Yamba K.,University of Ouagadougou |
Sanogo O.,Center National Of Recherche Scientifique Et Technologique Cnrst |
Kalinowski M.B.,Comprehensive nuclear Test Ban Treaty Organization CTBTO |
Nikkinen M.,Comprehensive nuclear Test Ban Treaty Organization CTBTO |
Koulidiati J.,University of Ouagadougou
Applied Radiation and Isotopes | Year: 2016
This study reports on a fast and accurate assessment of zero time of certain nuclear events using La-140/Ba-140 isotopic activity ratio. For a non-steady nuclear fission reaction, the dating is not possible. For the hypothesis of a nuclear explosion and for a release from a steady state nuclear fission reaction the zero-times will differ. This assessment is fast, because we propose some constants that can be used directly for the calculation of zero time and its upper and lower age limits. The assessment is accurate because of the calculation of zero time using a mathematical method, namely the weighted least-squares method, to evaluate an average value of the age of a nuclear event. This was done using two databases that exhibit differences between the values of some nuclear parameters. As an example, the calculation method is applied for the detection of radionuclides La-140 and Ba-140 in May 2010 at the radionuclides station JPP37 (Okinawa Island, Japan). © 2016 Elsevier Ltd.
Krysta M.,Comprehensive nuclear Test Ban Treaty Organization CTBTO |
Becker A.,Comprehensive nuclear Test Ban Treaty Organization CTBTO |
Brachet N.,Comprehensive nuclear Test Ban Treaty Organization CTBTO
HARMO 2010 - Proceedings of the 13th International Conference on Harmonisation within Atmospheric Dispersion Modelling for Regulatory Purposes | Year: 2010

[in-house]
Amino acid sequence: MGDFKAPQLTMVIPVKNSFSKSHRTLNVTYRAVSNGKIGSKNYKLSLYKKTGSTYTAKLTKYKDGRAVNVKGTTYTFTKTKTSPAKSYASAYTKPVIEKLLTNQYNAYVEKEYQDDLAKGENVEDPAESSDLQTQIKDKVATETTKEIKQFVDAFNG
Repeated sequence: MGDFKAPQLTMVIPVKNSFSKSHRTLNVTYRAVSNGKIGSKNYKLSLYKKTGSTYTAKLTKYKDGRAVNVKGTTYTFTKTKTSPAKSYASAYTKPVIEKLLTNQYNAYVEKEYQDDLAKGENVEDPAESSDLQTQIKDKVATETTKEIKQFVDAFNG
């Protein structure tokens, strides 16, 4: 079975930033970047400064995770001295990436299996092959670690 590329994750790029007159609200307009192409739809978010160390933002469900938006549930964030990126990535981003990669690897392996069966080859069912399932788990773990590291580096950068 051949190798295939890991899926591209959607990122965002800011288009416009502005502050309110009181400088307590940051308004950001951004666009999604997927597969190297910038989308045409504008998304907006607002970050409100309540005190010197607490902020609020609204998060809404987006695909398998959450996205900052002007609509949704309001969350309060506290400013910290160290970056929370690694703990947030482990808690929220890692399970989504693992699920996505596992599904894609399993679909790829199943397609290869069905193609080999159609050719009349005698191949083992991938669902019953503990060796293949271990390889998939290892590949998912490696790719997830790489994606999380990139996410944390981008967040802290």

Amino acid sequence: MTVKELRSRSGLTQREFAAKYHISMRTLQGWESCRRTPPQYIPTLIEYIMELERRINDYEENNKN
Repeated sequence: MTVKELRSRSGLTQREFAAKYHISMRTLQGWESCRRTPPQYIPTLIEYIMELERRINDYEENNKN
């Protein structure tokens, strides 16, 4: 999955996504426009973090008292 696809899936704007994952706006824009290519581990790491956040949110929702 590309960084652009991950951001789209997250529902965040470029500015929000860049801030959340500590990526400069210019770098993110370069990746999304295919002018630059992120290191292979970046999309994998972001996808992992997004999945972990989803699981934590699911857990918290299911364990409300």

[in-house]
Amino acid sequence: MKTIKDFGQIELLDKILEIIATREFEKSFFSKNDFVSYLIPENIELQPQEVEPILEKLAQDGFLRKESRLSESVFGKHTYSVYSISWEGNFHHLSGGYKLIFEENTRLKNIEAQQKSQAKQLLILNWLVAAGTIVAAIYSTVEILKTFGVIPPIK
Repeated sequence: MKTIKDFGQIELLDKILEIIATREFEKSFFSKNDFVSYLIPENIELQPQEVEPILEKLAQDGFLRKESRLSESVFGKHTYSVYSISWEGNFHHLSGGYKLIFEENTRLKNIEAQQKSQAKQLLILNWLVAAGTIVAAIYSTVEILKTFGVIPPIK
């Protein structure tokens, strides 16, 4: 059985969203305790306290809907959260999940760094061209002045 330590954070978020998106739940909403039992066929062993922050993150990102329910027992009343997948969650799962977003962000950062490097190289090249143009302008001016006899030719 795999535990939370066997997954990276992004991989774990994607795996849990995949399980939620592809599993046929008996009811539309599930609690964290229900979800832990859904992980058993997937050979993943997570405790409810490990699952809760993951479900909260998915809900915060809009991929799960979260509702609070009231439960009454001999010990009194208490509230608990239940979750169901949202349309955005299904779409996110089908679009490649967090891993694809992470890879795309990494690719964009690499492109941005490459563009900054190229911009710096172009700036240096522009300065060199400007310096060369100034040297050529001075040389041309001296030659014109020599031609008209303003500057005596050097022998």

Inverse modelling for the phenomenon of atmospheric dispersion is often hindered by a limited number of measurements which makes the problem severely underdetermined. Superimposed are inaccuracies in the meteorological fields which drive the atmospheric transport models, simplifications in the models themselves and the errors intrinsic to the measurement procedures. Consequently, obtaining informative and reliable results of inverse modelling requires additional information which needs to be provided to an inversion algorithm. Mathematical techniques could be employed in order to constrain the underdetermined inverse problem, or, in case of a simple source characterised by a small number of parameters, the estimation could be limited to those parameters. In the context of monitoring compliance with the Comprehensive Nuclear-Test-Ban Treaty (CTBT) yet other pieces of information are taken advantage of. Large regions indicating a possible presence of a source of radionuclides can be overlaid with an accurate location of the phenomena emitting seismic, infrasound or hydroacoustic signals. Ultimately, under the hypothesis that the source of radioactivity coincides in space and time with one of the detected phenomena, the atmospheric transport modelling (ATM) aids to discriminate between those which could have been and could not have been at the origin of a detected release.